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IF THE SHOE can bet it's not fashionable

by Julia Sneden

I look at the advertisements in magazines and newspaper these days, and cannot believe that shoes with spike heels and long, pointed toes have made a comeback. How absurd! How unenlightened! How absolutely cruel!

I have a friend who swears that designers of shoes must be men, who've never worn a three-inch heel or, for that matter, crammed a foot into some strappy little number that strangles feet the way a garrote strangles necks. They haven't worn shoes that jam their toes up, one against another, in an effort to fit them into the isosceles triangle that forms the so-called toe of the shoe. That triangular shape no more resembles the form of the human foot than a dunce cap echoes the shape of a human head. If you look down at your toes, you'll see that there are three long toes (which one is longest varies from person to person) and then two toes of descending size. If you were to draw the shape with a straight edge, you'd probably get something shaped rather like a shed, or lean-to, not a church steeple.

I remember reading a quote from a shoe designer who referred to the pointed shoes as "graceful," "elegant," and "making the foot appear smaller." Nonsense. How can something that elongates and defies natural shape make something appear smaller? From experience, I can state unequivocally that shoes with rounded toes make my very average size 7 feet look positively tiny. And the pointy-toed shoes make them look like size 10's. There's nothing wrong with size 10's if they are in proportion to the rest of you, but (at 5'2") on me they'd look like clown feet.

And we've not even begun to discuss pain.

When I was in my mid-twenties, I quit work in my seventh month of pregnancy. Once home, I reverted to my childhood preference for bare feet or loafers, grateful to get out of the high heels I'd been wearing daily to the office, ever since graduating from college. Within a few days, I began to have strange pains in my heels. Thinking it was something related to pregnancy, I mentioned it to my OB.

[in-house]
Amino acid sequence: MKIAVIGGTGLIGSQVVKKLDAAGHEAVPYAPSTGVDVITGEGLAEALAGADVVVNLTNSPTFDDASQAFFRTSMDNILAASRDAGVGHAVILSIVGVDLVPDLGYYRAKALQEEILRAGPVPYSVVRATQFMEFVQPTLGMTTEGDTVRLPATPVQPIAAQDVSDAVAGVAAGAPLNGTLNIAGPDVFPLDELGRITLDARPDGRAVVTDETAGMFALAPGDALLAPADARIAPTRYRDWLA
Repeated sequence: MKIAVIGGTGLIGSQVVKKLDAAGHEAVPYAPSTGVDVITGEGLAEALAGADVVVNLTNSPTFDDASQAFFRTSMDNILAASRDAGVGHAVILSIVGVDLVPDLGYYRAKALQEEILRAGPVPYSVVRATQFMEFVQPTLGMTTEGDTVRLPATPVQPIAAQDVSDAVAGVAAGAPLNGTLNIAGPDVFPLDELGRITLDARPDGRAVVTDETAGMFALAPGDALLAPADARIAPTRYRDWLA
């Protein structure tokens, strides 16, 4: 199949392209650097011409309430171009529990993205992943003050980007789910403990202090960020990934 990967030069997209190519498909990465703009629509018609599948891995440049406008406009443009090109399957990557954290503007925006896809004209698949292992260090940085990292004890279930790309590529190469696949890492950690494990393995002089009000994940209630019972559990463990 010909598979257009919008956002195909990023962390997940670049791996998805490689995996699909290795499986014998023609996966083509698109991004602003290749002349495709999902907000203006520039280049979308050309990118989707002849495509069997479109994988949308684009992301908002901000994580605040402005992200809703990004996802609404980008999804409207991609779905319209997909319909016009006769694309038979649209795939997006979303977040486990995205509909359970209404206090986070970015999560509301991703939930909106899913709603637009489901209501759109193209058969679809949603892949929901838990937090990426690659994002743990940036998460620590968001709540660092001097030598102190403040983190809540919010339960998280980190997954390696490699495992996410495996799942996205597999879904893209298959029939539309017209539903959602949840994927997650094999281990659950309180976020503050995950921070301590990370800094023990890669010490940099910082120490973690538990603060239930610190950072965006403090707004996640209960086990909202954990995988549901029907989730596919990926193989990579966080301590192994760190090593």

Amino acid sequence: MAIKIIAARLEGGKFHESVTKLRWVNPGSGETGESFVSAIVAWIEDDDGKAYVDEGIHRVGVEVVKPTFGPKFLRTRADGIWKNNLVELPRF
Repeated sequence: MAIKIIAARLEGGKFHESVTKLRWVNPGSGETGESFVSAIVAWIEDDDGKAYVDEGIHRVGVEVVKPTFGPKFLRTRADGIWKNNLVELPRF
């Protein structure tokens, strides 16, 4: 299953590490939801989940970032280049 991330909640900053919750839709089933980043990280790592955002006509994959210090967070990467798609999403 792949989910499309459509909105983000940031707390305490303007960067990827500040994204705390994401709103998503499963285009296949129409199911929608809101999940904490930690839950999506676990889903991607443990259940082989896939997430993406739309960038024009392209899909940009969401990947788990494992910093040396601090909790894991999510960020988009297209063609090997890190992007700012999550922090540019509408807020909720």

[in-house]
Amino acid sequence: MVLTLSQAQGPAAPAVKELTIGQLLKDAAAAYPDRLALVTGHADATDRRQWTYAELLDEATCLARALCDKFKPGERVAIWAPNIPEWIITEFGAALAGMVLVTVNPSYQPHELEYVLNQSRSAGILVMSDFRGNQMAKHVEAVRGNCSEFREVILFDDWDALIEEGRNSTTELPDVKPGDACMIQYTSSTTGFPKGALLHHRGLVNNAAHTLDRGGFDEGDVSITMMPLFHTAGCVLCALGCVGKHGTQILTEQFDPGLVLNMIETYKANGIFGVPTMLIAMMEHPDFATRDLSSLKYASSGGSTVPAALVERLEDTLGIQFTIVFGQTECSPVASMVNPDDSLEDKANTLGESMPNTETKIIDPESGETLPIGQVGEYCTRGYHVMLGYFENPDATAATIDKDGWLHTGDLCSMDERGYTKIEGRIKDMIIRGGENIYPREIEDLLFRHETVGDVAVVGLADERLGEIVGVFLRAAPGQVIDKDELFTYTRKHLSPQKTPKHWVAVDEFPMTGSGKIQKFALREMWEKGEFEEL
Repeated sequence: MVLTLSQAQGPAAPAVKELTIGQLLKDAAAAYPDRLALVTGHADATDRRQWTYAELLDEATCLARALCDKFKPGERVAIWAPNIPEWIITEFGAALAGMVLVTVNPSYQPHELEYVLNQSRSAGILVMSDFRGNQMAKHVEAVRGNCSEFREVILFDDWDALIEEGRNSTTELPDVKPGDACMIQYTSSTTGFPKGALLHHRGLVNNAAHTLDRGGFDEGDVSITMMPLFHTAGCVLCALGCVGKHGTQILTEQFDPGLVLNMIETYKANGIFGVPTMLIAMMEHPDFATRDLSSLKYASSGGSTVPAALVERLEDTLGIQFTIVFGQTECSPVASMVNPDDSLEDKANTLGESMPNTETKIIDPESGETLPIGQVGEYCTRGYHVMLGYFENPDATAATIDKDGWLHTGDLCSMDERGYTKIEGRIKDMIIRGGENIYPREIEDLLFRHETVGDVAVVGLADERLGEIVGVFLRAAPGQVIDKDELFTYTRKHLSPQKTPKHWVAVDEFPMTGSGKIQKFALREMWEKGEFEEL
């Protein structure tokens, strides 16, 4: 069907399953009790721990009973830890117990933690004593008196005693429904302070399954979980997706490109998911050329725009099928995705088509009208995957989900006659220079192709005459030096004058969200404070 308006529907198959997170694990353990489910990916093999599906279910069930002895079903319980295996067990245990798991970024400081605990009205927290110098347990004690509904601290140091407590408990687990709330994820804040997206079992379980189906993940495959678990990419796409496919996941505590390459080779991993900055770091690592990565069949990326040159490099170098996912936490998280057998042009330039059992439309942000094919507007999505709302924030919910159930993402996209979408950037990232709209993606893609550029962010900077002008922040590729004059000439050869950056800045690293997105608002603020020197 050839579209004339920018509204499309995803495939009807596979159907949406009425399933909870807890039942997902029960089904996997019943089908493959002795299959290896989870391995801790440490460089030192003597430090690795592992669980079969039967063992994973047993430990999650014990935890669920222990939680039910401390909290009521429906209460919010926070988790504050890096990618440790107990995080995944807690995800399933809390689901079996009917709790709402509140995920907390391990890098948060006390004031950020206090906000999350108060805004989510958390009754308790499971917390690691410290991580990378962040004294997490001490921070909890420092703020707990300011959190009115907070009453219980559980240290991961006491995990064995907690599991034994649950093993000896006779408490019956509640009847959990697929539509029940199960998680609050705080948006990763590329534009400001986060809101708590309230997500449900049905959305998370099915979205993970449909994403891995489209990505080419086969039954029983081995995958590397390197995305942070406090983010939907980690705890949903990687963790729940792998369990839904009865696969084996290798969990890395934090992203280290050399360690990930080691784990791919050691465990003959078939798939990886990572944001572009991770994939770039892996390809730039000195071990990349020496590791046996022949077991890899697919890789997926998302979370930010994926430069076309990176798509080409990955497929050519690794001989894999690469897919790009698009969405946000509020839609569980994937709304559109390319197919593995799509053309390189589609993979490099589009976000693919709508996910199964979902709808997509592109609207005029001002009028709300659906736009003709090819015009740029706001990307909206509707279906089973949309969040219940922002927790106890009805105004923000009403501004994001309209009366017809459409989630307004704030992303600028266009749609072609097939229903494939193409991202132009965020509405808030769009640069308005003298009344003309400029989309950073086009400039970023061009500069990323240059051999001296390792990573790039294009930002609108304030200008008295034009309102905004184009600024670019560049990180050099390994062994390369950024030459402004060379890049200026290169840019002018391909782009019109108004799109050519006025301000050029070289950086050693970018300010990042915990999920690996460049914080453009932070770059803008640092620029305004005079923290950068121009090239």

"Oh," he said, "that's just your tendons stretching. They became shortened from wearing high heels all day." I was stunned. In just 4 years, my shoes had shortened my tendons?

Tendons, of course, are the least of it. Calluses, bunions, malformed toenails, hammer toes: the list of woes goes on and on. Women who love shoes put up with all sorts of miseries in the name of style.

My mother was a mini Imelda Marcos. She kept upwards of 40 pairs of shoes well into her 80's, and was crushed when she had to give up high heels following a heart attack at the age of 89. Her sole criterion in buying shoes was style, not comfort, and she was very proud of wearing size 5 long after her feet had grown to 6. While she had a pair of old oxfords for hiking and gardening, I never saw her wearing anything but high heels for shopping, visiting, teaching, church-going, and general around-the-house wear. She loved shoes so much that she would order a pair that caught her fancy from a catalogue. If they didn't fit, she would give them away unworn to a friend or the daughter of a friend, to an employee or to the churchwomen's sale. "Fit," of course, was not a precise term for her. If she loved the look of the shoe enough, she'd cram her foot into it no matter what. As a result, her podiatrist simply shakes his head as he cuts her toenails. After almost 90 years of mistreatment, her bare feet are not a pretty sight.